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   Technology StocksComputer Associates


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From: Peter Dierks2/22/2005 1:36:04 AM
   of 5232
 
I called CA today for product information. The message said they were off today for Martin Luther King Day. Hmmm. I thought today was President's day. MLK Day was in January. Maybe it was just a long holiday for them or the wrong holiday for them.

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To: TEDennis who wrote (5205)2/15/2006 6:17:00 PM
From: EL KABONG!!!
   of 5232
 
No sniping commentary necessary from me. The article speaks for itself...

online.wsj.com

Former CA CEO Kumar Is Accused of Deleting Data

By CHRIS REITER
February 15, 2006 3:33 p.m.


Sanjay Kumar, the former chief executive of CA Inc., has been accused of destroying potential evidence by erasing his laptop's hard drive, as the government gears up for his trial on allegations of accounting fraud in April.

In a letter filed with the U.S. District Court in Eastern New York, the U.S. Attorney's office said it will submit evidence showing that Mr. Kumar reformatted his laptop to run the Linux operating system, which would effectively wipe out the computer's memory. It alleges that the reformatting occurred after the start of government investigations and after the company issued a directive to employees to preserve relevant evidence.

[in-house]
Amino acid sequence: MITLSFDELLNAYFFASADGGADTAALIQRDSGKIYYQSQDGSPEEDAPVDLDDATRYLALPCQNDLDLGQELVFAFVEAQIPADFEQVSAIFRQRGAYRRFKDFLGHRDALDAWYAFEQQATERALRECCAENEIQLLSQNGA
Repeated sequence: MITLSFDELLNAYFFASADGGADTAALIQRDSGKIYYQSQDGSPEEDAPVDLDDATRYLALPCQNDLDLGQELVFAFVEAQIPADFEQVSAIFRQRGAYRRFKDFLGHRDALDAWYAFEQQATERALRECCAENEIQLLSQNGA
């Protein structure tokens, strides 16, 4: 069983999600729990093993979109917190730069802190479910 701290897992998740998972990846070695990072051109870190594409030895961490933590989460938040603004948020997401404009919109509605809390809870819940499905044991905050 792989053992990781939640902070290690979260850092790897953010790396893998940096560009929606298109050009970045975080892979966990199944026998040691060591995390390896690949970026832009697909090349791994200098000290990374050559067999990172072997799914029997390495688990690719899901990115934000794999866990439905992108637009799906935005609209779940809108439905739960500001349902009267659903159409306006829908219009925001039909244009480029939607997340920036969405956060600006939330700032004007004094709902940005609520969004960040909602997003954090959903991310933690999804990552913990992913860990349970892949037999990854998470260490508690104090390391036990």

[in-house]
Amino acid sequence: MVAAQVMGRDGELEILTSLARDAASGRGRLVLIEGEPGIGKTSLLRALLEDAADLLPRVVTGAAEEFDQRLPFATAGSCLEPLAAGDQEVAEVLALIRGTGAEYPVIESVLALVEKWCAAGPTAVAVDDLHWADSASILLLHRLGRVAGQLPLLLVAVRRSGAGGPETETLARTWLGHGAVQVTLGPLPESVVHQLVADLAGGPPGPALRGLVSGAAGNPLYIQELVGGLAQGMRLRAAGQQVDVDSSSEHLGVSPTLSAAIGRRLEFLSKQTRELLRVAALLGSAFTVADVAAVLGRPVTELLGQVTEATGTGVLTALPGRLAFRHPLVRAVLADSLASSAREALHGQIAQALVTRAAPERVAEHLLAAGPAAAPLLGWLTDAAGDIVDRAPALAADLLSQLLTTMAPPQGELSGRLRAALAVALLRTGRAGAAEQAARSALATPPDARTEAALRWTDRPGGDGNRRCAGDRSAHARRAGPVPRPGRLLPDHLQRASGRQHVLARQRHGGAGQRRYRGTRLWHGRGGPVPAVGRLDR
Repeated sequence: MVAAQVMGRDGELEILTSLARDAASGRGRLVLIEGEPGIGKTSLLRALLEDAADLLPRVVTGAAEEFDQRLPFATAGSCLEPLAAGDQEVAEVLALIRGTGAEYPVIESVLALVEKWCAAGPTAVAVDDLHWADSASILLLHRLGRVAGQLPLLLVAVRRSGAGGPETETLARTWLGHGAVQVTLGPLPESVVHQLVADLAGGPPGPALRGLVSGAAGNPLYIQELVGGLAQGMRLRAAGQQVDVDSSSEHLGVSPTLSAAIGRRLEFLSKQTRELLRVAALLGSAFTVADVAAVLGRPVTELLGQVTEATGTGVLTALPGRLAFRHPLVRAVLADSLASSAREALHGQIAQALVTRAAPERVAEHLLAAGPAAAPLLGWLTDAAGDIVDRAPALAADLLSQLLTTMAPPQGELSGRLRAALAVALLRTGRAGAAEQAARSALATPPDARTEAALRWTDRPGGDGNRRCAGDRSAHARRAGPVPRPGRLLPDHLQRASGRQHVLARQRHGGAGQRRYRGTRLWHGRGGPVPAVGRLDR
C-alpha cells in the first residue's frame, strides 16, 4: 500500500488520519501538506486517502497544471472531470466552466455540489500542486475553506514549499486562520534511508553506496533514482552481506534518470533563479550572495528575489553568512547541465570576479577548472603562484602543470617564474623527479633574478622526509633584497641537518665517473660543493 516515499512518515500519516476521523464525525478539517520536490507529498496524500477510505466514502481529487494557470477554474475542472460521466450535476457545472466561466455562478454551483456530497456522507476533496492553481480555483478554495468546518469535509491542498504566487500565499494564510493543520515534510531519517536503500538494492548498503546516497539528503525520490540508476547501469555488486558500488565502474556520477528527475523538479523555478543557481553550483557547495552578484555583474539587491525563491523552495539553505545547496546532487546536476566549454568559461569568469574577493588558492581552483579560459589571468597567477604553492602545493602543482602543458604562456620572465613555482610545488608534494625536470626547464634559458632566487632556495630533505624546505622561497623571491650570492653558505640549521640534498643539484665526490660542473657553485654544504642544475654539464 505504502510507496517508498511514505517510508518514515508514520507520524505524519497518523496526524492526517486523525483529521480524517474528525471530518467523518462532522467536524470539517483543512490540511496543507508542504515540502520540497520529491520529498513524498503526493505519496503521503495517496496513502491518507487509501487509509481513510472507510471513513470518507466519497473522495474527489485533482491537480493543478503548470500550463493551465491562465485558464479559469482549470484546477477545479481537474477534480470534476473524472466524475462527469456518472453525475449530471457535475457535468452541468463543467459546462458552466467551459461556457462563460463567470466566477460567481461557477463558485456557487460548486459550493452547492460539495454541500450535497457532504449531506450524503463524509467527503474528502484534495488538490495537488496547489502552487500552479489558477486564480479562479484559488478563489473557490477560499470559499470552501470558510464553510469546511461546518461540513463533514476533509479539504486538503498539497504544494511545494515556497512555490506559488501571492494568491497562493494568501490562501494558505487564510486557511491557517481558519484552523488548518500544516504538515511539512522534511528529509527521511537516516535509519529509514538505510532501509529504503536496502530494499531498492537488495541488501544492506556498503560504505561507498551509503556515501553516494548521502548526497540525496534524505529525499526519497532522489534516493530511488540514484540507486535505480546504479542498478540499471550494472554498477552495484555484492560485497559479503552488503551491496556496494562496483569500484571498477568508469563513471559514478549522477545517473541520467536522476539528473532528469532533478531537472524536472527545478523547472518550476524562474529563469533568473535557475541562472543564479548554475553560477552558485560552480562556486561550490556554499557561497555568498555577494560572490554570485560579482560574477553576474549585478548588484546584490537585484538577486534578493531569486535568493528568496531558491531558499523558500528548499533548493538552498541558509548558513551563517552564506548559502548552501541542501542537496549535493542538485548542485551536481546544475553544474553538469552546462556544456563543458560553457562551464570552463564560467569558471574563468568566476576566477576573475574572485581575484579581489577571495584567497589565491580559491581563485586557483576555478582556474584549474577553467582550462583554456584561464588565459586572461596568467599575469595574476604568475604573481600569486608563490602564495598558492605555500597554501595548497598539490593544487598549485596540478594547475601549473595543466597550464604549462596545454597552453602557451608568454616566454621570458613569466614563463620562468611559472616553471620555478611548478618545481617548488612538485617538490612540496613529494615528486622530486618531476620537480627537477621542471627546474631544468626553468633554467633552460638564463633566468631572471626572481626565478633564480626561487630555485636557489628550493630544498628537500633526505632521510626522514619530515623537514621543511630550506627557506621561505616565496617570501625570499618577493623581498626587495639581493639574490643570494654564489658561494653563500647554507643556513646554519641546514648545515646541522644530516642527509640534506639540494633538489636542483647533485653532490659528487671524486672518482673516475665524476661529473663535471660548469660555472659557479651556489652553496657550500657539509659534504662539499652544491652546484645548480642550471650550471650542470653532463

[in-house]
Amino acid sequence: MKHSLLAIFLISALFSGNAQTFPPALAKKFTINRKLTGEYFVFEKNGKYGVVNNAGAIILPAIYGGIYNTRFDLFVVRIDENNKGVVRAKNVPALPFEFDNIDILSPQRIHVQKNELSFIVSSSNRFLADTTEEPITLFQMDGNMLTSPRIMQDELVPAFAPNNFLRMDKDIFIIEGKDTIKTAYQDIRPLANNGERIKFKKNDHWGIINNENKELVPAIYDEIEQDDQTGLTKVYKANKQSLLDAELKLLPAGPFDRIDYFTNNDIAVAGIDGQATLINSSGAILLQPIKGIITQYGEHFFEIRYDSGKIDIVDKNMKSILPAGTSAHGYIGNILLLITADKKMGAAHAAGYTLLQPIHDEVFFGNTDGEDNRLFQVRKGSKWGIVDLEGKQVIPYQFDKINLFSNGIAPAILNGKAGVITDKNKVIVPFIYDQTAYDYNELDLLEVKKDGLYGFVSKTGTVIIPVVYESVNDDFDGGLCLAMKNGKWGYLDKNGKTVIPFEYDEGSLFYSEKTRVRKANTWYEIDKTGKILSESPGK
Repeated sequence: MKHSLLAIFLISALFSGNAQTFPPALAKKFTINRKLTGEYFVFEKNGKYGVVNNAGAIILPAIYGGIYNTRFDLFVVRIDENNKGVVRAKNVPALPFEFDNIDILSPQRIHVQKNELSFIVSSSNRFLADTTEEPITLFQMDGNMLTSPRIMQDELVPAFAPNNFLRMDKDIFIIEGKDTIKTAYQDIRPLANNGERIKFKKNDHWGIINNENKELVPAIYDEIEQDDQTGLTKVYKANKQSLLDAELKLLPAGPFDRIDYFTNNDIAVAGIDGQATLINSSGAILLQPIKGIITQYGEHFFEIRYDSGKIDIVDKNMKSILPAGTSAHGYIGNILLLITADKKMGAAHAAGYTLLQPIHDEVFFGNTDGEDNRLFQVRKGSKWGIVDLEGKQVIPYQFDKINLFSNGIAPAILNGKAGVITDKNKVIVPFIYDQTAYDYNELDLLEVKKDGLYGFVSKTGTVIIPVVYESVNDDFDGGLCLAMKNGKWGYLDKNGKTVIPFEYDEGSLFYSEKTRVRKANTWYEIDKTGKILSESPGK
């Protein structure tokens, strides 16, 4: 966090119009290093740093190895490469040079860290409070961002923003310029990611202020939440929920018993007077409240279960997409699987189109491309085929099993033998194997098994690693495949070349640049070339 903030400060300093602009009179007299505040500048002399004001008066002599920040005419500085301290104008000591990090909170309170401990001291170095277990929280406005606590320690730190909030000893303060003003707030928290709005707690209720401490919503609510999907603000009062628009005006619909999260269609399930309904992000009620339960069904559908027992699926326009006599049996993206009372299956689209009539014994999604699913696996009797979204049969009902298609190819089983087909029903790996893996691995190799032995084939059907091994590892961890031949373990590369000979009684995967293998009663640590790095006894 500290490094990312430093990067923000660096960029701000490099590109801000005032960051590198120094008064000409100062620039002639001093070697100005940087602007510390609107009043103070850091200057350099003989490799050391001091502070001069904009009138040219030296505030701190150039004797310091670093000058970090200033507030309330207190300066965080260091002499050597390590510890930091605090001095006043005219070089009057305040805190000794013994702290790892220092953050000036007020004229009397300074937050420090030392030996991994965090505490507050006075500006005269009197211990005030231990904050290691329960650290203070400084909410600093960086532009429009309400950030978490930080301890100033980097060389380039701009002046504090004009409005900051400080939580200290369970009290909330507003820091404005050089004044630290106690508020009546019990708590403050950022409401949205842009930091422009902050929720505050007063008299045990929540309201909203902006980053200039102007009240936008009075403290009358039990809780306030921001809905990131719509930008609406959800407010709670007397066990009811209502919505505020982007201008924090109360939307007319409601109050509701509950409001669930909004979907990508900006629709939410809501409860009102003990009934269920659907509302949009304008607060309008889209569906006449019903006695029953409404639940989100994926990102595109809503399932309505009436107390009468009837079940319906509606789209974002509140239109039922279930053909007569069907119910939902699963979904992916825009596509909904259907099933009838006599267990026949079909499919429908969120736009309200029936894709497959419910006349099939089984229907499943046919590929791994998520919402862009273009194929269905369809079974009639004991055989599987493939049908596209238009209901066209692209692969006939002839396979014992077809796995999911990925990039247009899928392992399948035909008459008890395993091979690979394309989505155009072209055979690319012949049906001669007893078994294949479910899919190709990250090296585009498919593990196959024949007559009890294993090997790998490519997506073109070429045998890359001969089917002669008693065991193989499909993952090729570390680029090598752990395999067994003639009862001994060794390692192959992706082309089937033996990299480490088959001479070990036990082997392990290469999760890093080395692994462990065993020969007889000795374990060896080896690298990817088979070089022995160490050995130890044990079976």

The government also plans to show that a laptop, bearing a "partial latent" fingerprint from Mr. Kumar, had certain data deleted in the midst of government investigations, according to the letter filed Feb. 2.

Mr. Kumar, along with former head of sales Stephen Richards, have been charged with fraud and obstruction of justice in an accounting scandal at CA, formerly known as Computer Associates International Inc. The two were indicted in September 2004.

Attorneys for the defendants weren't immediately available for comment.

CA entered an 18-month deferred prosecution agreement for prematurely recognizing more than $2.2 billion in revenue between the fourth quarter of 1998 and the second quarter of 2001 by instituting the so-called "35-day month" in order to meet, or beat, quarterly earnings targets.

The government also plans to present evidence that Mr. Richards created a directory on his hard drive called "incinerate" shortly after receiving a subpoena from the Securities and Exchange Commission.

CA, which has overhauled management since Mr. Kumar was pushed out, has been cooperating with government investigators. The company has been trying to emerge from the scandal, in part by changing its name.

Write to Chris Reiter at chris.reiter@dowjones.com

EK!!!

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To: EL KABONG!!! who wrote (5207)2/15/2006 7:17:38 PM
From: DEER HUNTER
   of 5232
 
Joel is that you??? lol

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To: DEER HUNTER who wrote (5208)2/15/2006 7:30:31 PM
From: EL KABONG!!!
   of 5232
 
Nope, so sorry... Not Joel...

However, if you're looking for Joel, you might try this alias...

Member 988914

EK!!!

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To: EL KABONG!!! who wrote (5209)2/15/2006 7:42:51 PM
From: DEER HUNTER
   of 5232
 
Ohhhh... me so sorrie. lol Never mind!

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From: DEER HUNTER3/2/2006 4:31:20 PM
   of 5232
 
I hope they hang this guy.

yahoo.reuters.com

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From: Mark Marcellus4/24/2006 2:39:55 PM
   of 5232
 
(Some) justice is served:

newsday.com

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From: Box-By-The-Riviera™11/2/2006 2:32:55 PM
   of 5232
 
it took a while, but that little snake finally got bit

Nov. 2, 2006

The former chief executive of Computer Associates was sentenced to 12